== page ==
Chapter 15 : Legal Matters
One of the problems with being in Calais and holding down a responsible position, was the little time that Lisle had to dealing with a long-running legal dispute over the lands in Somerset of his late wife, in which he had a life-interest. The properties themselves had been acquired by Edward Seymour, and Lisle’s rights were an ongoing bone of contention. In the world of Tudor politics, Lisle needed important friends, and he was very reliant on Cromwell to help him.
A summary of the dispute was prepared by Lisle’s lawyers for the Lord Chancellor (Sir Thomas Audley) and Cromwell. In it Lisle admitted that he had signed contracts given to him by Seymour without reading them, or taking legal advice. He had trusted to Seymour’s honour. The dispute rumbled on for several years before finally being compromised in 1535, although the agreement was hard for Lisle to fulfil. The difficulties added to the Lisles’ poor financial position.
In the mid-1530s the dissolution of the monasteries was resulting in the biggest land-grab since the Norman Conquest. Lisle was too far away to gain much advantage, although he tried his best to secure some of the plunder and he and Honor had been lobbying for a grant for some time.
They were very much handicapped by being in Calais, as Henry and Cromwell were besieged by supplicants, and Lisle could not join their number in the flesh, as he required licence to leave Calais. Henry agreed that they should have a grant of an ecclesiastic property worth 100 marks a year, following which, all should have been reasonably straightforward.
The man they really had to deal with though, was Sir Richard Rich, Attorney General, and Chancellor of the Court of Augmentations, which court had been set up to deal with the disposal of monastery lands. Sir Richard has the worst reputation of any Tudor statesman for corruption, and this is borne out by the letters going back and forth between Honor and Hussee. To begin, it appears that the Lisles will be granted the Priory of Frithelstock in Devon, not far from Umberleigh. It was to be secured to their joint heirs, or failing any, to Lisle’s own heirs. Rich would not allow Honor’s Basset children to be named in the remainder, even though Hussee had promised him, on Honor’s behalf, a velvet gown.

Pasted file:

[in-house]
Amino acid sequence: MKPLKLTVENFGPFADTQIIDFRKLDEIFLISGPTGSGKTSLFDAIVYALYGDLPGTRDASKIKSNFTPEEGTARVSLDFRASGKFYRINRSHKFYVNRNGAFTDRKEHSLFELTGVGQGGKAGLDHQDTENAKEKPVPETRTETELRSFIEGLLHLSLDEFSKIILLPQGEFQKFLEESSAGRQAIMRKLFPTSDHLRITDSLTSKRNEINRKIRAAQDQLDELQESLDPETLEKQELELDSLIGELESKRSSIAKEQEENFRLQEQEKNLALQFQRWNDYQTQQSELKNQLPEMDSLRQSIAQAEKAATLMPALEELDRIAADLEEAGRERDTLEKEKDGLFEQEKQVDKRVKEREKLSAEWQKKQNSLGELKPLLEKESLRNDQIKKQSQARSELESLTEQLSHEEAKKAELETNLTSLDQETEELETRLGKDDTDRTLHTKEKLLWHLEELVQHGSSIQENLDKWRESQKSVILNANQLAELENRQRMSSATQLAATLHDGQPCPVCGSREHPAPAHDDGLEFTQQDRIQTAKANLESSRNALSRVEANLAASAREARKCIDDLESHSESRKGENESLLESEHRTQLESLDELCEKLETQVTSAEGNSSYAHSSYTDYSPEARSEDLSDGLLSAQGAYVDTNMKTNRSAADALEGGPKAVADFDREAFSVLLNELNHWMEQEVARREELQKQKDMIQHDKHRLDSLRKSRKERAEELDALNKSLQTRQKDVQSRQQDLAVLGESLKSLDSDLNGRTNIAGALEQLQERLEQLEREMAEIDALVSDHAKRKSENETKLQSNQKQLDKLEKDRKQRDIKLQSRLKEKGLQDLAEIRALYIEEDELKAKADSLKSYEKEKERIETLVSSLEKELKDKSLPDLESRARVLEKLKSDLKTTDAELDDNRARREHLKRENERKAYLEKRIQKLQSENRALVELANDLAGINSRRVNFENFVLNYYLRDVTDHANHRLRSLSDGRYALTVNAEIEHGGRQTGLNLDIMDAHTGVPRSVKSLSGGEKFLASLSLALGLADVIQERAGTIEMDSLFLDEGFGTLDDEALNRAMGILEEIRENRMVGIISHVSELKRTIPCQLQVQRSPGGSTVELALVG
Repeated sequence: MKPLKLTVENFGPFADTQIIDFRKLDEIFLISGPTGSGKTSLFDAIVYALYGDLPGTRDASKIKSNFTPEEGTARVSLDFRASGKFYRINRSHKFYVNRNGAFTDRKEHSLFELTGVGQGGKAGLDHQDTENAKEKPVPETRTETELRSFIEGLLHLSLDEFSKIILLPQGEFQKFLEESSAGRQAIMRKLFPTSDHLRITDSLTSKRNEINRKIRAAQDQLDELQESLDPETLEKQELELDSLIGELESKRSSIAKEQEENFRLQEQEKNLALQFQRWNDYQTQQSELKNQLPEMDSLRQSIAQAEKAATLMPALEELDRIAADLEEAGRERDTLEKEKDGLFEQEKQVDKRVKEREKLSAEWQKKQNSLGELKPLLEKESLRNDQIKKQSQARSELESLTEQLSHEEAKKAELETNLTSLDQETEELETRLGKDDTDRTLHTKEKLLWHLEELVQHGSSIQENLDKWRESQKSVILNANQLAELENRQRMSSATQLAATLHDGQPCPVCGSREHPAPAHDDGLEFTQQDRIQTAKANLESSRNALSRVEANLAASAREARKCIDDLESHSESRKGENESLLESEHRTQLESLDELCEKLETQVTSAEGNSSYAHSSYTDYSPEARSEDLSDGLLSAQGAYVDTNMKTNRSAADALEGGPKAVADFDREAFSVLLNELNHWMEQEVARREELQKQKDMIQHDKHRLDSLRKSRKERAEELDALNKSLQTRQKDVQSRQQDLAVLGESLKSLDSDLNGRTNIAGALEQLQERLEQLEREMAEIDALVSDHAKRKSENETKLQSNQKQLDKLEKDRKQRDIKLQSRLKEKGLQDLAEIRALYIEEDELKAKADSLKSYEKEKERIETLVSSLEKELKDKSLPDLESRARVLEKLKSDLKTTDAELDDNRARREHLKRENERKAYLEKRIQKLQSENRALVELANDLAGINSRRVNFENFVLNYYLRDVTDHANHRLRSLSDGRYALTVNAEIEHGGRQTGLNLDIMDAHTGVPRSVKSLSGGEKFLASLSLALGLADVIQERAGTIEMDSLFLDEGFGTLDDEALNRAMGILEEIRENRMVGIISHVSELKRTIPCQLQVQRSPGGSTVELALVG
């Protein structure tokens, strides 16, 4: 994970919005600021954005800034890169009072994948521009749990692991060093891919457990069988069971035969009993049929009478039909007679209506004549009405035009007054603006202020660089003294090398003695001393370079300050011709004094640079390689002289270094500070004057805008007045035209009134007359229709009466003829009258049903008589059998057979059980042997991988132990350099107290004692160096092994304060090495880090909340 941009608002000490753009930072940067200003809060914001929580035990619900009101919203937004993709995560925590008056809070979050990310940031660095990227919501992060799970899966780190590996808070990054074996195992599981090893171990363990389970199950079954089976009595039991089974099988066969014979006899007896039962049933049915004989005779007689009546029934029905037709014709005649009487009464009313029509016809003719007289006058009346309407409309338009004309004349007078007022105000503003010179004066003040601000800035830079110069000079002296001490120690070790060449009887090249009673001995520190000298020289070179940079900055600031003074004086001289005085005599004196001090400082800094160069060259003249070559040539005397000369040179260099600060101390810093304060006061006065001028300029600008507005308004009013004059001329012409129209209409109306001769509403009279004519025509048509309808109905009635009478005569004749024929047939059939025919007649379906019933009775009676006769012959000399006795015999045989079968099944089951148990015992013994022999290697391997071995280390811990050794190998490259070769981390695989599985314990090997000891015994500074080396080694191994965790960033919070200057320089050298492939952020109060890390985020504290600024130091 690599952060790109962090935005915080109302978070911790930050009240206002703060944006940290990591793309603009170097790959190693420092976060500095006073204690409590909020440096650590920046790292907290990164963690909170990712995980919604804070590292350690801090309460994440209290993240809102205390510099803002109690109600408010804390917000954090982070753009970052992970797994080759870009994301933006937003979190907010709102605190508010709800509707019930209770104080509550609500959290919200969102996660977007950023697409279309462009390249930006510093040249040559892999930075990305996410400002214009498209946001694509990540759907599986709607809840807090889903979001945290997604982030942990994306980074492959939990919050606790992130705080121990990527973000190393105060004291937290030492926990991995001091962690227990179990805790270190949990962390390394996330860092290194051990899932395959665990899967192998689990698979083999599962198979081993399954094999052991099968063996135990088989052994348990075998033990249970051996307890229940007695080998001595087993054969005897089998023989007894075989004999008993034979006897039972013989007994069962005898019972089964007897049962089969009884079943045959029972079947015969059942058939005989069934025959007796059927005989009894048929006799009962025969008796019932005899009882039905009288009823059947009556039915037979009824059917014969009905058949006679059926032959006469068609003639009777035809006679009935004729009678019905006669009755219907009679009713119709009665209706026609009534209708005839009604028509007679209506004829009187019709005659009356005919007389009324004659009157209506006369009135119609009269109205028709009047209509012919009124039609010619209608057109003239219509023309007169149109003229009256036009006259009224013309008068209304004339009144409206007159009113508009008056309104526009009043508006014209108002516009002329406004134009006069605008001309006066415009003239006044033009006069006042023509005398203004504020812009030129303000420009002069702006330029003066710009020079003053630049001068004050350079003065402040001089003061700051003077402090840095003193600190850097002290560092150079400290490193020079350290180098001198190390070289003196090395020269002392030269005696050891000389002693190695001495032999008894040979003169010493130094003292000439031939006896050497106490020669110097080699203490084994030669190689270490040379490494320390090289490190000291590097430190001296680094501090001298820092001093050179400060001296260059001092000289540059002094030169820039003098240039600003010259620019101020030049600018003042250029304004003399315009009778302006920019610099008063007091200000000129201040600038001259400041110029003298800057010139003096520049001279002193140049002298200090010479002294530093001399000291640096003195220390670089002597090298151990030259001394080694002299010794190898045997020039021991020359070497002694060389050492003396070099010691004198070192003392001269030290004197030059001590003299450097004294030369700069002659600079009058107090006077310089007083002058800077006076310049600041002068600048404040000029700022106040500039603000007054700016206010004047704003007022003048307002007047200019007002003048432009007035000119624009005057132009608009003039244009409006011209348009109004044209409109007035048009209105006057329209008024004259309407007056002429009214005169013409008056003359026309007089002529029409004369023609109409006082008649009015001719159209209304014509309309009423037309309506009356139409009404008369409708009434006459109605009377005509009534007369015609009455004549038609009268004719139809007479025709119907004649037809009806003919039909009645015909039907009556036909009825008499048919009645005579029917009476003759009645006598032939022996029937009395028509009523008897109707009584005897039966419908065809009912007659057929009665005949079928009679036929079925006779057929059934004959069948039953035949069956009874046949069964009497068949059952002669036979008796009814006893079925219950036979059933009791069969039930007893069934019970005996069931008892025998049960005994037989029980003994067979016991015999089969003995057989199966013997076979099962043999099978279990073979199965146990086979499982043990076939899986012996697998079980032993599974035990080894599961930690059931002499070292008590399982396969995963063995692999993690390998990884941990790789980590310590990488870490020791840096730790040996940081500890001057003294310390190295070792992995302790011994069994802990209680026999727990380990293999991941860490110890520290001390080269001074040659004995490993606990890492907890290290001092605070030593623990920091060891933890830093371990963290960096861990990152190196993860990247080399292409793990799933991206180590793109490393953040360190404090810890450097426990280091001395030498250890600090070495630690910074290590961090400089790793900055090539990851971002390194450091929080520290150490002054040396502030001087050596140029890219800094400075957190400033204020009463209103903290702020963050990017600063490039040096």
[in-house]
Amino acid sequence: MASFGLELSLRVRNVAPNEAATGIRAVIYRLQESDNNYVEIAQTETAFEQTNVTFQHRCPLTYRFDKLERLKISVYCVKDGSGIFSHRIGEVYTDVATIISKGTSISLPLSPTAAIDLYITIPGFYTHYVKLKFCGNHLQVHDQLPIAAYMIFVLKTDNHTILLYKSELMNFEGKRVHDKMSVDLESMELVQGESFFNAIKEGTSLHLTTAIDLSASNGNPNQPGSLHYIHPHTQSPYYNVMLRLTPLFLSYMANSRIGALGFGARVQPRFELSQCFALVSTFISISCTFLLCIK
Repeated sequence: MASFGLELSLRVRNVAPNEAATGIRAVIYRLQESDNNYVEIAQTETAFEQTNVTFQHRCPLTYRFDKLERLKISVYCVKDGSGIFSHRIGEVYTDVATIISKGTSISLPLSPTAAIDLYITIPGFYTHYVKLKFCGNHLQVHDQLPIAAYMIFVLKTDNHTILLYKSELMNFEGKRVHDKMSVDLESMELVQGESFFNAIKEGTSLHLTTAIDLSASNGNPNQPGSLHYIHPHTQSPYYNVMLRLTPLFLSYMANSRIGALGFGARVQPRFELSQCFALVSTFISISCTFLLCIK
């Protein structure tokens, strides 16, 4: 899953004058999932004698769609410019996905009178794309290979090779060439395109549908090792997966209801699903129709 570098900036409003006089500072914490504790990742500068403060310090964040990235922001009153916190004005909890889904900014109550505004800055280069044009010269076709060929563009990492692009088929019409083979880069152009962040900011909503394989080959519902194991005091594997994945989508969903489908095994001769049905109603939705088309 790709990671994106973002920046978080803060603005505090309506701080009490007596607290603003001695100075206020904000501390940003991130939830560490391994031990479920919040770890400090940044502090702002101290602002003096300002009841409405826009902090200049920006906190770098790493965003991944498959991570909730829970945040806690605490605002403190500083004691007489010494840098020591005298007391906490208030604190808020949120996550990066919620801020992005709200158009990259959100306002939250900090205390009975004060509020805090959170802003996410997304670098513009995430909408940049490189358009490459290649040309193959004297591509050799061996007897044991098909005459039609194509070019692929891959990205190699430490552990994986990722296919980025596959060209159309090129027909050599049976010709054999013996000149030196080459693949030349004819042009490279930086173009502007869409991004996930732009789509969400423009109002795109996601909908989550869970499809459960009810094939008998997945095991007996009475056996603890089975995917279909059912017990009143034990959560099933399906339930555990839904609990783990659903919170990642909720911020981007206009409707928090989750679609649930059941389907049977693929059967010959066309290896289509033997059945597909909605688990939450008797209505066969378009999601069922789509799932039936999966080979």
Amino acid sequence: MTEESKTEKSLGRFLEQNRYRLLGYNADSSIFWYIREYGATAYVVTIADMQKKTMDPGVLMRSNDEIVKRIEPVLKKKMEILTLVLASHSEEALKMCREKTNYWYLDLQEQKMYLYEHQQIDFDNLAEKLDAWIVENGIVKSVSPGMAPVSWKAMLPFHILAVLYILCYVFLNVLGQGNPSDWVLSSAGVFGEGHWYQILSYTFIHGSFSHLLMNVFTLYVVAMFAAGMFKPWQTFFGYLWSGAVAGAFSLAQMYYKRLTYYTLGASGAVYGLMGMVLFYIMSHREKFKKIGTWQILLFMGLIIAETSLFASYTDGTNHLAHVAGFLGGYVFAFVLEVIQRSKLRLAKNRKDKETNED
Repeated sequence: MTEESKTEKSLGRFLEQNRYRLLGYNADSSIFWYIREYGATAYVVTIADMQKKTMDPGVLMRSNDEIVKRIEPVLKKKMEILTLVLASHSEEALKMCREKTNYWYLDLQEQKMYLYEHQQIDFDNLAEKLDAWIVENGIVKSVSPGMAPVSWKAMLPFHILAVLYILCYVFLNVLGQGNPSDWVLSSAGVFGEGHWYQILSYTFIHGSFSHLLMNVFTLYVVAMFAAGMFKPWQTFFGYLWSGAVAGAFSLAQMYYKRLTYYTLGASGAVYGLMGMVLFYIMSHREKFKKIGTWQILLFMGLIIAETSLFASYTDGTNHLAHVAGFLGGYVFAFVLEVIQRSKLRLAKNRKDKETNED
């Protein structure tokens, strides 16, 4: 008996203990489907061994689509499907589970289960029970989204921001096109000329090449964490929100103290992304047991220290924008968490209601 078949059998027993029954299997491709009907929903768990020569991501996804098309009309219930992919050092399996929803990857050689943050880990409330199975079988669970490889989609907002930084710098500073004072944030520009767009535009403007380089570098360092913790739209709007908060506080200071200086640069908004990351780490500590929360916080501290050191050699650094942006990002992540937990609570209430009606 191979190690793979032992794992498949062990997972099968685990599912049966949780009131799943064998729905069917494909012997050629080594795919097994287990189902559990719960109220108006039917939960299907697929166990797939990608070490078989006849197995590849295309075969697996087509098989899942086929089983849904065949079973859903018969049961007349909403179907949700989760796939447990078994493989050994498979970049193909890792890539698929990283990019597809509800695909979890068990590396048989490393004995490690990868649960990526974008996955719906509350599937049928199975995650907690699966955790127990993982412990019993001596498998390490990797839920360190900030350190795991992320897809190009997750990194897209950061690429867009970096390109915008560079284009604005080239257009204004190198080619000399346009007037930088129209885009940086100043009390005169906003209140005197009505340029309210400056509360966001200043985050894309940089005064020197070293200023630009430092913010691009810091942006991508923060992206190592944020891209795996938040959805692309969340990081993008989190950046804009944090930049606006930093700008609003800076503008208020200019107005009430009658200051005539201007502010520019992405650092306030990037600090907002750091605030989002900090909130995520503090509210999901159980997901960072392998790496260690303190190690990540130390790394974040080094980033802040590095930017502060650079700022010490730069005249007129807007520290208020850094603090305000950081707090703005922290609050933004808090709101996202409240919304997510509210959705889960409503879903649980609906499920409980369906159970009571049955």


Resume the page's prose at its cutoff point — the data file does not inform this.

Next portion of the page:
Rich then repeatedly changes the terms on which the grant is to be made. Hussee, normally a restrained and polite correspondent describes him thus
‘he hath no fellow of all that ever I sued unto; for after I had delivered him your letter I shewed him your Lordship’s pleasure, to which he had little regard, full like a gentleman of his birth…by this your lordship shall see what constance is in his word and promise’
The delays relating to the grant (which Hussee thought Rich might scupper entirely) exacerbated the Lisles’ need for money. Even their London wine merchant was refusing to send more until his bill had been paid. Although the dispute with Seymour had been more or less resolved, Lisle had to pay a quarterly sum, which by mid-September 1537, it was clear he would be unable to do at Michaelmas. Although it was apparent that Seymour (now Lord Beauchamp) had behaved badly in the deal, there would be no redress, as he was Queen Jane’s brother. Cromwell seemed in no great hurry to help Lisle.
Hussee was so desperate to sort matters out that he thought of petitioning the King personally, although he believed that no matter what Henry said, affairs would be managed by Cromwell. After dashing hither and yon, calling in favours, Hussee could do no more than advise Lisle to write to the King, asking him to tell Beauchamp to wait 20 days for his money, and to borrow the sum in the City of London at up to 15% interest (Ed – not a lot changes…).
Even Frithelstock looked to be worth less than Lisle had hoped, as it had already been leased for 21 years to Sir George Carew.
Meanwhile, Honor had other legal and financial troubles relating to her son John’s Basset inheritance. There was a long, complex backstory dating to the 1450s, but the nub of the matter was that Honor needed to have ready money to buy out the interest of Henry Daubeney, at such time as he was interested in selling. Daubeney was known to be a difficult character, but he was frequently in want of cash, so Honor had to have funds available as soon as the moment was ripe. One of Daubeney’s servants was bribed to keep Honor up to date with his master’s affairs. Whilst this sounds very immoral to modern ears, it was common practice in Tudor England for everyone to be spying on each other.